Otaku USA Magazine
Could Cheat Slayer Have Survived? 3 Ways It Could Have Gone Better

Cheat Slayer lasted one whole chapter. Could it have lasted more?

For a hot second, Kakegurui creator Homura Kawamoto had us curious with the promise of Isekai Tenseisha Goroshi: Cheat Slayer. The manga, which purported to be full of all sorts of sexy scary bad times, made it one chapter before it got cancelled. The reason was clear: Kawamoto flew too close to the sun for publishers’ and creators’ comfort. But did it have to be this way?

Whether or not anyone specifically likes the concept, there are absolutely ways it could have cleared the bar. We’re likely past that point forever. But just for the sake of argument, here are some ways the manga could have prepared itself to persevere.


Rethinking Parody Characters

Subaru Natsuki

The primary issue with Cheat Slayer was, without a doubt, the cast of villains. Each was based closely on a popular isekai protagonist on the scene — like, really closely. For example, there was a “Looper” named Honda, a clear send-up of Subaru Natsuki from Re:ZERO. (Points for that name, though.) Each was a deliberate, “we have isekai at home” one-off. And while that was clearly the point, it was also tailor-made to bring down hell.

So how do you accomplish “recognizable cheat isekai heroes” without going one-to-one? Cross characters over. Consider a Subaru/Naofumi mash-up who feels hard done by. A Tanya/Rimuru mash-up, looking small and defenseless but harnessing tons of magic. Copyright-safe but recognizable characters could very well lie at those sorts of intersections.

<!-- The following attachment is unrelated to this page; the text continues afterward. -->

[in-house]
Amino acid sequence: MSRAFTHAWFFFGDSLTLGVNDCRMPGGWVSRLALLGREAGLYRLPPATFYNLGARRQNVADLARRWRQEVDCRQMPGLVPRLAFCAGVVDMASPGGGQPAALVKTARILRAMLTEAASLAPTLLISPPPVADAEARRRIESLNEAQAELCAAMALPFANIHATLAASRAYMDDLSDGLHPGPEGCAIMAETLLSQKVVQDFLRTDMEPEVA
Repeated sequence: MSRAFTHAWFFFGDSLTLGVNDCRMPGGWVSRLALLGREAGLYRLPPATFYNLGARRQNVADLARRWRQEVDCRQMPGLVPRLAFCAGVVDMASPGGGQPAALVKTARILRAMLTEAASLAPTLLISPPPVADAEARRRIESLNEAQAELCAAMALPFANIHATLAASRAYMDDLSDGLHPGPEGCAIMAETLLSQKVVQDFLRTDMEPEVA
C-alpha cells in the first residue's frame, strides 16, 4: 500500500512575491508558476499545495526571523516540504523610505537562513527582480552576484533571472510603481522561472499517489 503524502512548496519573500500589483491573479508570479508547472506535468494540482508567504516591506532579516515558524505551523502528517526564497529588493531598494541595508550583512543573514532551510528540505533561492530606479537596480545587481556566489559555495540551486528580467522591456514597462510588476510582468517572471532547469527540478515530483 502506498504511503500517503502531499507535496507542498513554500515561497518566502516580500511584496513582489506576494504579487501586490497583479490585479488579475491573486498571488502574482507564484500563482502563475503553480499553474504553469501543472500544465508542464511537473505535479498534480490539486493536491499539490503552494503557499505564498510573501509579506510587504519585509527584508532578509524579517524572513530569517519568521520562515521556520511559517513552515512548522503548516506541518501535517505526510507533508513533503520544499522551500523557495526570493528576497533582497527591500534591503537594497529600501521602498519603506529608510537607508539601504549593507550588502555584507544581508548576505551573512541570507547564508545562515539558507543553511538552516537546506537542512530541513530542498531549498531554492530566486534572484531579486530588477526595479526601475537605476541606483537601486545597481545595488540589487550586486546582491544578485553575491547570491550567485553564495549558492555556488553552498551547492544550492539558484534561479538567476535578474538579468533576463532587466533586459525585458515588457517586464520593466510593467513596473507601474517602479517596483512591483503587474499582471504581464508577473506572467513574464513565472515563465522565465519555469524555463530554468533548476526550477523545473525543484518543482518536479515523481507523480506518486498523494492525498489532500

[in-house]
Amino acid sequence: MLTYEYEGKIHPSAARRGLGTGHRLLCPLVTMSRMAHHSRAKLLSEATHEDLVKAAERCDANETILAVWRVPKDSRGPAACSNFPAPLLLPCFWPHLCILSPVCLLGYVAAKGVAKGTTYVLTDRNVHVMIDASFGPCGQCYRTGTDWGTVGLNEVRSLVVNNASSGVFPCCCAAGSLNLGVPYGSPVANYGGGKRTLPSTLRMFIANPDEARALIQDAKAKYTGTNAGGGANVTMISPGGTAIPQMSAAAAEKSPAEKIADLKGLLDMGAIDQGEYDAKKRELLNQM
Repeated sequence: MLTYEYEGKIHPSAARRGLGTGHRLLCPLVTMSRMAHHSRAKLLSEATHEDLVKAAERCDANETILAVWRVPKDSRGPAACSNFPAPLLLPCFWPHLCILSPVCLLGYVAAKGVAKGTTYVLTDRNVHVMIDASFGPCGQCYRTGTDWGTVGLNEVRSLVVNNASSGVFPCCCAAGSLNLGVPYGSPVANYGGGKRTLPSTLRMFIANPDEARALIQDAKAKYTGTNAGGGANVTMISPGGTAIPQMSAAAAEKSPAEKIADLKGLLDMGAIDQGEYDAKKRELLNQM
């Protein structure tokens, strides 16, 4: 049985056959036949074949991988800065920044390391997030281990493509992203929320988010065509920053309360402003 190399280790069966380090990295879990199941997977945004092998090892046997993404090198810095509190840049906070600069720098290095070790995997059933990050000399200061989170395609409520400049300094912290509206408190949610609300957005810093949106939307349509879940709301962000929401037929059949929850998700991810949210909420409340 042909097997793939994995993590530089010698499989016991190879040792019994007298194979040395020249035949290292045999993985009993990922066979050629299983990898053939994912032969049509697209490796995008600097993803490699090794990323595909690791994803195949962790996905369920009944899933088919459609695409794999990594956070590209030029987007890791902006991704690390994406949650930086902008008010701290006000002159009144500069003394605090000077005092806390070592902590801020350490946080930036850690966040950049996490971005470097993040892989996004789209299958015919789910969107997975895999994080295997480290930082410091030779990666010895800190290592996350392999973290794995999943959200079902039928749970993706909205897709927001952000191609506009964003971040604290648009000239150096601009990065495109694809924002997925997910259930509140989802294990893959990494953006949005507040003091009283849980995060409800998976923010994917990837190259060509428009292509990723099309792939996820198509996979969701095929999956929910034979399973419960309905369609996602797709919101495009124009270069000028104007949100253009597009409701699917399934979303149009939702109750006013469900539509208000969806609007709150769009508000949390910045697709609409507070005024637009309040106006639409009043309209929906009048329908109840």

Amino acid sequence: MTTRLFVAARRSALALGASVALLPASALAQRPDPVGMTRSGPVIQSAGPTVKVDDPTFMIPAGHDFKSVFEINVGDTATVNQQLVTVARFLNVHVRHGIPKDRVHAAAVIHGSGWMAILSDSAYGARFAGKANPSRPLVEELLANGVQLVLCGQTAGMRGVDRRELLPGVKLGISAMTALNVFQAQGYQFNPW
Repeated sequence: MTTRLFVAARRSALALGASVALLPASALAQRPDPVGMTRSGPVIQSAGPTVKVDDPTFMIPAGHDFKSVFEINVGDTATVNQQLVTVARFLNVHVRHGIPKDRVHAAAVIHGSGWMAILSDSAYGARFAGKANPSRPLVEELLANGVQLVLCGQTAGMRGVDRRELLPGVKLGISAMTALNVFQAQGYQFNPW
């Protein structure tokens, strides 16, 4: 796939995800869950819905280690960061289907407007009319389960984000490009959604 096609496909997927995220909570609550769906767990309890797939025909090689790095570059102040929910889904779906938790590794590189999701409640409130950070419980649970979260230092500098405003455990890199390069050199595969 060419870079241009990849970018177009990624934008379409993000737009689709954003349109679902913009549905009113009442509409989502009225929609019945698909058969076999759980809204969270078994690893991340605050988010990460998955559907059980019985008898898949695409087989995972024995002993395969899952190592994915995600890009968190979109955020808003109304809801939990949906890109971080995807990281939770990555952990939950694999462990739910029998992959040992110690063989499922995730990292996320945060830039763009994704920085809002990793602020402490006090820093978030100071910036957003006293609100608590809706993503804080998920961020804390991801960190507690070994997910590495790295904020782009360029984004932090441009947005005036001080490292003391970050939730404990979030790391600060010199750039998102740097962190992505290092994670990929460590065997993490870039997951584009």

Varying up Your Atrocities


Cheat Slayer wastes no time in proving that their “Reincarnated” class is Just Plain Bad. How? They torch a village, break a guy’s neck, and then… er. Do things to the protagonist’s childhood sweetheart. There are no middle sliders here. These guys are just scum. And there’s nothing wrong with villains who are just scum. But there are more than two bad crimes out there.

Putting more horrors in your villains’ bag of tricks serves a few purposes. It actually makes them scarier, for one thing. It’s all well and good (or bad) for your baddies to be absolutely horrifying. But they’re even more horrifying if you give them the capacity for creativity in their atrocities. Plus, it stops the reader from becoming numb to your characters’ crimes. Because yes, that’s a thing that can happen. And when you’ve burned up the Big Two Felonies to a point that no one cares anymore, there aren’t a lot of places to go.


An Opportunity Missed

Catarina Claes

Weirdly, Cheat Slayer has (or had) the capacity to be pretty insightful. The isekai subgenre is very full. And the tendency to stack characters with cheat-mode powers is only getting stronger. Perhaps this is the way the manga was going, perhaps not. But it would have been interesting to see a manga that shows awareness of genre tropes and where they fall flat.

If the entire intent of the manga was just “I want to watch these characters be evil and then die,” that’s one thing (a weird thing, but one thing). But offering a more up-front chance to be a take (or even a simple dunk) on the state of isekai entertainment would have grounded the story more. Why do we just decide these characters will do fine with god powers? Are we sure the story we get isn’t highly biased? Those points are raised early on, but are quickly drowned out.

In short: rethink character creation to be characters with the scope of multiple isekai characters, not just Player 2 colors with an extra ponytail. Vary up how they express their evil, instead of assuming there are only two ways to be bad and they must be done early and often to prove villainy. And, finally, consider turning it into an opportunity to make a statement — or, if that was the goal, show your hand sooner.

None of this matters, of course. Cheat Slayer is over, and Kawamoto has promised to contemplate this whole situation. But maybe someday someone else will attempt a new take on the “isekai cheat heroes are actually villains” concept. And maybe then it’ll take off. Who knows?

Kara Dennison

Kara Dennison is a writer, editor, and presenter with bylines at Crunchyroll, Sci-Fi Magazine, Sartorial Geek, and many others. She is a contributor to the celebrated Black Archive line, with many other books, short stories, and critical works to her name.